Oracle Linux, virtualization , Enterprise and Cloud Management Cloud technology musings

  • May 29, 2011

Another feature hit Mainline Linux : CleanCache/ transcendent memory

Last week has been a good week for a number of projects we have been working on at Oracle (in cooperation with others or helping out others in the linux kernel development community)...

I wrote a blog entry earlier about how all the Linux kernel bits to be a complete Dom0 and DomU kernel on top of Xen have been committed to the mainline Linux tree. Shortly after Linus pulled that set of changes in, he also merged something called CleanCache.

Cleancache is something that's actually very cool, has huge potential to make running VMs super optimized/performant/efficient and is the result of quite a bit of research and experimentation.

At the end of the blog I will have a few links that point to more information regarding the topic as it's actually quite complex to get into great detail.

cleancache is a way for the kernel to put away pages that can disappear at any point in time, as would normally be the case when it would discard cache pages. However using the cleancache method, if at some point in time that page would still be useful, it might still exist and as such doesn't have to come back from disk.

So in other words, the kernel has a cache of pages, it has a specific fixed amount of memory and manages the cached pages within those known boundaries. When there is memory pressure / memory is needed, the memory manager will go through the cache and toss out pages which at that point literally are gone, and if that data later on is needed again (file data) it will have to go back to disk and read those pages in again. Of course diskaccess being super slow compared to memory access. Dan came up with a feature he called transcendent memory, that's in the xen hypervisor (4.0 / oracle vm etc..)- This allows the hypervisor to use memory that's not allocated to any particular guests and through an interface/api let guest VMs make use of those pages, but, with the understanding that if, for instance, a new VM starts and the memory is needed, it will literally disappear instantly. so it's a way to give more temporary memory pages to a VM without any guarantee.

cleancache is the linux kernel side of being able to make use of that tmem/xen api. The changes to the filesystems (ext3, ext4, btrfs and ocfs2) allow them to have an extra set of free pages to use for cache, if the memory doesn't get reclaimed by the hypervisor for other purposes, until then the linux VM running just has more "ram". And anything that can read a page from a memory cache instead of from disk, speeds up - a lot. So page -> pagecache -> evict (old style -> remove / new style -> put in cleancache) -> need access again, check cleancache -> if there, great if not, back to disk.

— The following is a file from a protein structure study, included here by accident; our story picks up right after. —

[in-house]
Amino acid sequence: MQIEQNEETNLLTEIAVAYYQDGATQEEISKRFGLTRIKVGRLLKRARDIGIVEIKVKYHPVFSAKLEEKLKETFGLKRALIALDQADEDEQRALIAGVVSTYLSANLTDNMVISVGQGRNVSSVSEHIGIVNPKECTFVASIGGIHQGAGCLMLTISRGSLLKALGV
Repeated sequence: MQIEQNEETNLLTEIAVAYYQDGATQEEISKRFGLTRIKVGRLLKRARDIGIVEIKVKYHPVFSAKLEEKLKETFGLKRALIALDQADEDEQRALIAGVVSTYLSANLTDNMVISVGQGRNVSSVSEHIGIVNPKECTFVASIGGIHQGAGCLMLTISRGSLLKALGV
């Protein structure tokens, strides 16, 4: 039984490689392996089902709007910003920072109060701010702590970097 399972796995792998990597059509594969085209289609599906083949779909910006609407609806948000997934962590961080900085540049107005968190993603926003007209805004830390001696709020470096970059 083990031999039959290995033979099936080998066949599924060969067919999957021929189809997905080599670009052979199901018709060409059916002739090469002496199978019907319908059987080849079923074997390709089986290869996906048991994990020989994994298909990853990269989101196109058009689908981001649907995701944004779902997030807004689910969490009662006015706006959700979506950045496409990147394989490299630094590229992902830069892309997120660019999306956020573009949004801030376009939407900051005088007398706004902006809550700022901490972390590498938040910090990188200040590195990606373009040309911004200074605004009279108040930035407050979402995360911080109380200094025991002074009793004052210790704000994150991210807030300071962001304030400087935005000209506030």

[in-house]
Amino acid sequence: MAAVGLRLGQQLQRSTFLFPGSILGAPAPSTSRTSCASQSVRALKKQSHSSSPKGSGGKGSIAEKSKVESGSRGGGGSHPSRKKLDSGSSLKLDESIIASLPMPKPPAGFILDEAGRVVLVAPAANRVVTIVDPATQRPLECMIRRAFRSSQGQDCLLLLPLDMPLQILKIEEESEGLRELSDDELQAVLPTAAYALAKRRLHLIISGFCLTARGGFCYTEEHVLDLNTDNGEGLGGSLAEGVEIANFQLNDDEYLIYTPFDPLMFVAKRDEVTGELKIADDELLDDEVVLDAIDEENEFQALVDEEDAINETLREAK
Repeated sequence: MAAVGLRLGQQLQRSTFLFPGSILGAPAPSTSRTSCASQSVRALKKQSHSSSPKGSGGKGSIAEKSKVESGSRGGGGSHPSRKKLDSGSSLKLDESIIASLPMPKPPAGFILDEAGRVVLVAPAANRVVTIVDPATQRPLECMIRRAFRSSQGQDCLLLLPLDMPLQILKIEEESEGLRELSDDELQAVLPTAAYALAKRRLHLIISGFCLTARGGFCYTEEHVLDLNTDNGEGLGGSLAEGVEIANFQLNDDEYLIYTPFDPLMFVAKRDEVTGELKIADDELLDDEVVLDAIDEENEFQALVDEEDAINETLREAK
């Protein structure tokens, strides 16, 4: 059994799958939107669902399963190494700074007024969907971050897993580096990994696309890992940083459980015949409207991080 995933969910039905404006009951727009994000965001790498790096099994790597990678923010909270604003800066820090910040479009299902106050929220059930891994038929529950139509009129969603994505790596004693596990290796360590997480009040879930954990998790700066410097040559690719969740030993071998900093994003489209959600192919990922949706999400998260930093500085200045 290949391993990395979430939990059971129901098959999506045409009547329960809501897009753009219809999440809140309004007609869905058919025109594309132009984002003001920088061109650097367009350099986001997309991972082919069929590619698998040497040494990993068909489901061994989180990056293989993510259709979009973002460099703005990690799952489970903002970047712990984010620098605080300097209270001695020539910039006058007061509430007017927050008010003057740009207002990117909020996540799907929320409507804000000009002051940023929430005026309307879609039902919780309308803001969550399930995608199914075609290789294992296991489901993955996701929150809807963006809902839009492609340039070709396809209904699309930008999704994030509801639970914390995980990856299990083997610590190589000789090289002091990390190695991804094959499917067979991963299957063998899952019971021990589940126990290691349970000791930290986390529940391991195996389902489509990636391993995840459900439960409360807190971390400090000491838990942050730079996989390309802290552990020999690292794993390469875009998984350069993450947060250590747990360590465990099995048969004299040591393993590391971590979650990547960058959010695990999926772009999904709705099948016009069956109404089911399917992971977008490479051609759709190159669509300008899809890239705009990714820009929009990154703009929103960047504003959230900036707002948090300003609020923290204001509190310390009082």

cleancache relies on an external vehicle to provide the functionality and has implementations for ext3, ext4, Btrfs and OCFS2 at this point. It can also work with zcache (compressed cache), there's still a lot of discussion going on around frontswap and the more recent work around being able to share memory from multiple systems based on the same mechanism : Ramster. Ramster is going to be another really cool enhancement and shows that virtualization is more than running a VM and doing things behind the scenes, cooperative virtualization is critical to be able to share resources wisely and highly performant. Trying to do things outside might be a good way to do generic virtualization but it has serious limitations and in many cases can work against workloads in the guest. If the Virtual machine thinks memory is in RAM and the hypervisor thinks its not widely used and writes it out behind the VM's back on disk. you have a performance problem that's very difficult to predict it causes nasty side-effects. Things like tmem, ramster, cleancache etc are much more interesting methods.

There is a lot of research and development going on in these areas in our groups. Good times...

A good detailed explanation on cleancache can be found in the linux source tree : Documentation/vm/cleancache.txt

More on tmem : http://oss.oracle.com/projects/tmem/

More detail of older article on lwn : http://lwn.net/Articles/423540/

More on ramster : http://permalink.gmane.org/gmane.linux.kernel.mm/59876

happy memorial day.

Be the first to comment

Comments ( 0 )
Please enter your name.Please provide a valid email address.Please enter a comment.CAPTCHA challenge response provided was incorrect. Please try again.Captcha

Integrated Cloud Applications & Platform Services